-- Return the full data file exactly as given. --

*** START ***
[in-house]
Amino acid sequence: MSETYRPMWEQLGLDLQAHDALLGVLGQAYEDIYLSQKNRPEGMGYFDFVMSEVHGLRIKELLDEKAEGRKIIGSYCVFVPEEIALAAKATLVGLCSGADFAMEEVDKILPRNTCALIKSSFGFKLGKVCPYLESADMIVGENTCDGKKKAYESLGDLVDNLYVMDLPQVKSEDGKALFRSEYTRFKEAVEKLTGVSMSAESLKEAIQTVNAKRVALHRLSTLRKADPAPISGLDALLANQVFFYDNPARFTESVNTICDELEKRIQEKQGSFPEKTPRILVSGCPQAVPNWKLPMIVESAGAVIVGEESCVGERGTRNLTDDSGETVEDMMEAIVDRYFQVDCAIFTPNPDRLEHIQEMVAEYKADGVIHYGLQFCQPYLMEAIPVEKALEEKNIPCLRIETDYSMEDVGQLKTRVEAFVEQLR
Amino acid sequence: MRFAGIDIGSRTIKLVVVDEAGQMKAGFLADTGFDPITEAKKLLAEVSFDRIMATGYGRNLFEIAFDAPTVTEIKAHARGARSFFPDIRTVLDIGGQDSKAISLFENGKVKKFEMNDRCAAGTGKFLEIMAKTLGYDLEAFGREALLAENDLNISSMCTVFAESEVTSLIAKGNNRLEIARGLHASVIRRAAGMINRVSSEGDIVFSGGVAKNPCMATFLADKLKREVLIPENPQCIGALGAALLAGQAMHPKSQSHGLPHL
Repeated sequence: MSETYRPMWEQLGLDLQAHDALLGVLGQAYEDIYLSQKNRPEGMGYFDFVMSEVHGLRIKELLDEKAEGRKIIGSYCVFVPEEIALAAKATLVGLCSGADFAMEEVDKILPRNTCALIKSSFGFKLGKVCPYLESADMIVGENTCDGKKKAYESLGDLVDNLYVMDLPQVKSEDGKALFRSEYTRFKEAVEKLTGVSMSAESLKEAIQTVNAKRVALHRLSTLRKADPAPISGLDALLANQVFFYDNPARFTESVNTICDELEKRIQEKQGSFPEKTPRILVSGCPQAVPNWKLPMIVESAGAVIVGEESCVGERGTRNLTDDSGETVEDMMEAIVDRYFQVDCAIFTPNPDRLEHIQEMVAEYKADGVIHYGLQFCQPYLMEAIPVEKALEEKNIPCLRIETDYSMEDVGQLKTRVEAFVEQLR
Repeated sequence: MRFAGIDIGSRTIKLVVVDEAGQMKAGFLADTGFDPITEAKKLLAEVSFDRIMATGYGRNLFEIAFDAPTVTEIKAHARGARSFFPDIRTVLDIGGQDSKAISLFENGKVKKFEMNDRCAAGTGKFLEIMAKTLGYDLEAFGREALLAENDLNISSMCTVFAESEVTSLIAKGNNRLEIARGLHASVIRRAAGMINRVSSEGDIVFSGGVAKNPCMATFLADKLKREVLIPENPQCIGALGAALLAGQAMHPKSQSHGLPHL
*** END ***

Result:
[in-house]
Amino acid sequence: MSETYRPMWEQLGLDLQAHDALLGVLGQAYEDIYLSQKNRPEGMGYFDFVMSEVHGLRIKELLDEKAEGRKIIGSYCVFVPEEIALAAKATLVGLCSGADFAMEEVDKILPRNTCALIKSSFGFKLGKVCPYLESADMIVGENTCDGKKKAYESLGDLVDNLYVMDLPQVKSEDGKALFRSEYTRFKEAVEKLTGVSMSAESLKEAIQTVNAKRVALHRLSTLRKADPAPISGLDALLANQVFFYDNPARFTESVNTICDELEKRIQEKQGSFPEKTPRILVSGCPQAVPNWKLPMIVESAGAVIVGEESCVGERGTRNLTDDSGETVEDMMEAIVDRYFQVDCAIFTPNPDRLEHIQEMVAEYKADGVIHYGLQFCQPYLMEAIPVEKALEEKNIPCLRIETDYSMEDVGQLKTRVEAFVEQLR
Amino acid sequence: MRFAGIDIGSRTIKLVVVDEAGQMKAGFLADTGFDPITEAKKLLAEVSFDRIMATGYGRNLFEIAFDAPTVTEIKAHARGARSFFPDIRTVLDIGGQDSKAISLFENGKVKKFEMNDRCAAGTGKFLEIMAKTLGYDLEAFGREALLAENDLNISSMCTVFAESEVTSLIAKGNNRLEIARGLHASVIRRAAGMINRVSSEGDIVFSGGVAKNPCMATFLADKLKREVLIPENPQCIGALGAALLAGQAMHPKSQSHGLPHL
Repeated sequence: MSETYRPMWEQLGLDLQAHDALLGVLGQAYEDIYLSQKNRPEGMGYFDFVMSEVHGLRIKELLDEKAEGRKIIGSYCVFVPEEIALAAKATLVGLCSGADFAMEEVDKILPRNTCALIKSSFGFKLGKVCPYLESADMIVGENTCDGKKKAYESLGDLVDNLYVMDLPQVKSEDGKALFRSEYTRFKEAVEKLTGVSMSAESLKEAIQTVNAKRVALHRLSTLRKADPAPISGLDALLANQVFFYDNPARFTESVNTICDELEKRIQEKQGSFPEKTPRILVSGCPQAVPNWKLPMIVESAGAVIVGEESCVGERGTRNLTDDSGETVEDMMEAIVDRYFQVDCAIFTPNPDRLEHIQEMVAEYKADGVIHYGLQFCQPYLMEAIPVEKALEEKNIPCLRIETDYSMEDVGQLKTRVEAFVEQLR
Repeated sequence: MRFAGIDIGSRTIKLVVVDEAGQMKAGFLADTGFDPITEAKKLLAEVSFDRIMATGYGRNLFEIAFDAPTVTEIKAHARGARSFFPDIRTVLDIGGQDSKAISLFENGKVKKFEMNDRCAAGTGKFLEIMAKTLGYDLEAFGREALLAENDLNISSMCTVFAESEVTSLIAKGNNRLEIARGLHASVIRRAAGMINRVSSEGDIVFSGGVAKNPCMATFLADKLKREVLIPENPQCIGALGAALLAGQAMHPKSQSHGLPHL